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Happy Belated Birthday, Cristi – Support a Domestic Violence Center Near You

cristi graduation

Domestic violence rudely entered our lives on July 19, 2007. Today, you would be 40, having had your birthday just two months ago. Eleven years ago, I hope I called you on your birthday. Ten years ago, I didn’t know that would be the last birthday you would celebrate. Eleven years ago, on July 20, I became educated on the reach of domestic violence.

A year ago, I spent the day with a new friend. She’s a PR professional expanding her local reach. The day ended with a light dinner at her sponsored table for an event. The event was “Roots of Resilience”, the annual fundraiser for SAFE of Columbia County.

Before that fateful day, I knew of domestic violence in abstract terms. I remember an SNL skit that laughed at Bill and Hillary’s relationship, suggesting that he was the victim. (1 in 3 women and 1 in 4 men have been victims of [some form of] physical violence by an intimate partner within their lifetime. ) I knew of domestic violence with other bad jokes of men in “wife beater” tank tops, the illusion that only uneducated, poor, white men are the perpetrators of abuse. The truth is grayer. The truth shows us that domestic violence crosses all demographics: race, socio-economic, education. Though poor economies can raise the effects of abuse, economics is not a cause of domestic violence.

The Wheel of Power and Control

When I got home from your funeral, I spent a little time educating myself on domestic violence. Learning some of the harsh truths and taking the time to understand patterns of control. In a sense, I find I am hypersensitive to language when I hear things that sound like controlling behavior. I found this widely shared image that helped put things in perspective for me. I wish I had known about it before you died. Maybe we could have had a conversation about what you needed to feel safe in your relationships.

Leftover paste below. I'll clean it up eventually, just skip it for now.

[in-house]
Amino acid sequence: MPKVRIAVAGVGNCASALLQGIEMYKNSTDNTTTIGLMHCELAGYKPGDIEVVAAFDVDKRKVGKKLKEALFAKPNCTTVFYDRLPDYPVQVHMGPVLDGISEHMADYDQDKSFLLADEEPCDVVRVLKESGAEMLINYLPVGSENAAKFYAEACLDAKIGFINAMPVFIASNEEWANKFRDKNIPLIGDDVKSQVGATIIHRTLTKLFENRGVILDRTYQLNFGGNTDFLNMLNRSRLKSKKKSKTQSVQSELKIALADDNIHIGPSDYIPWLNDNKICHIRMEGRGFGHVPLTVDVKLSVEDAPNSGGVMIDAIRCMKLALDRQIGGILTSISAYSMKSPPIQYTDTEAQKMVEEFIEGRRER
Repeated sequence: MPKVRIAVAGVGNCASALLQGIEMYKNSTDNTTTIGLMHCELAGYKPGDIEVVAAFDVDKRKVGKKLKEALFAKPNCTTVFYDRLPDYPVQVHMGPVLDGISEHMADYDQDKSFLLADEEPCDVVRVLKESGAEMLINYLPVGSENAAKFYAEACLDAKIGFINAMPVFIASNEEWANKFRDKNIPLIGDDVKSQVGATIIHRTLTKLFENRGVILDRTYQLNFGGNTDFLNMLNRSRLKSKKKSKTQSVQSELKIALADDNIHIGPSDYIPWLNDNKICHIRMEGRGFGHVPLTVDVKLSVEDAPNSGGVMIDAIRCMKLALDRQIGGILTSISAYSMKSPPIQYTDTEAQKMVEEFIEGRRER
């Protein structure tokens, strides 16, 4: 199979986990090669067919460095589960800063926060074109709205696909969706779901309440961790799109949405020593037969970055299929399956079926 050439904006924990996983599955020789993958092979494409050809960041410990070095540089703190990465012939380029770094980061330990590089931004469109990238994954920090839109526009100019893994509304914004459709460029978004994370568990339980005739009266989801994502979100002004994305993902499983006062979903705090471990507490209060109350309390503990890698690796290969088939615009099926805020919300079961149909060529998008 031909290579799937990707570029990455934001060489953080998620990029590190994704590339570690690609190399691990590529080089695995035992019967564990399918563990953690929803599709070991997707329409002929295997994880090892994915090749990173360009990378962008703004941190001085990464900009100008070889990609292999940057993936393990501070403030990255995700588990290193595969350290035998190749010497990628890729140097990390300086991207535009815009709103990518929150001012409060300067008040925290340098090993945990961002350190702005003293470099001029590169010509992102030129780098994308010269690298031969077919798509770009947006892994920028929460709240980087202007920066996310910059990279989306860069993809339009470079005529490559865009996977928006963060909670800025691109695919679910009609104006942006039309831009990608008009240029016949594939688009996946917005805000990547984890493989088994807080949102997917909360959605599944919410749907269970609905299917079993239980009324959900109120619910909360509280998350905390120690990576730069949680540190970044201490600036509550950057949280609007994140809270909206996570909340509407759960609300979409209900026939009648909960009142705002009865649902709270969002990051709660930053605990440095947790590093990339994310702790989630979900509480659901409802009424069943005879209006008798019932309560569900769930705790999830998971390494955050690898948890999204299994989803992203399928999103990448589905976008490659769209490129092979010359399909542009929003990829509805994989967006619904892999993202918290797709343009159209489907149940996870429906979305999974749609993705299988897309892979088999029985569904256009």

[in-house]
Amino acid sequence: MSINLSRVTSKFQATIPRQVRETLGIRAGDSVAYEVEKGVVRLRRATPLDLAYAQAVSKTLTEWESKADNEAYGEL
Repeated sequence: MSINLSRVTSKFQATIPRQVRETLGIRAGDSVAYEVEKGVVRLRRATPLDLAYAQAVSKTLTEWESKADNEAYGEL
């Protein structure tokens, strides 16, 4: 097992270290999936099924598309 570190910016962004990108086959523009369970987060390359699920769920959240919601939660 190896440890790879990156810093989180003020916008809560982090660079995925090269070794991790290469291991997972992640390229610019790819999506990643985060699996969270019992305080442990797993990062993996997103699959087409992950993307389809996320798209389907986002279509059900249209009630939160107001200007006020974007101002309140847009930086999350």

Wheel of Power and Control
From the Domestic Abuse Intervention Project, www.duluth-model.org, shared by SAFE of Columbia County.

Help Us Really Hear

One of the reasons I think we didn’t talk about all those things is that the busy-ness of our lives – we let it get in the way. We don’t listen to each other. We don’t really hear each other. We allow bad behavior to be swept under the rug instead of standing up to abuses and intolerance. We all have our own lives to lead and live, after all. 

In honor of the 1 and 3 women and 1 and 4 men, I encourage you to stand up to oppression far and wide. Start saying, “NO!” You will not tolerate that racist slur, that minimization, that gas lighting. It’s not right, it’s hurtful, and it doesn’t help those we love. 

Sources

SAFE of Columbia County
The Gateway Center of Portland
National Coalition Against Domestic Violence, Statistics
Dispelling the Stereotypes
7. How does the economy affect domestic violence?

Other Notes

This post was started on May 13, 2017. That would have been Cristi’s 39th birthday. At the time of publishing, we both would be in our 5th decade. I will celebrate the lessons I’ve been gifted through this grief and awareness.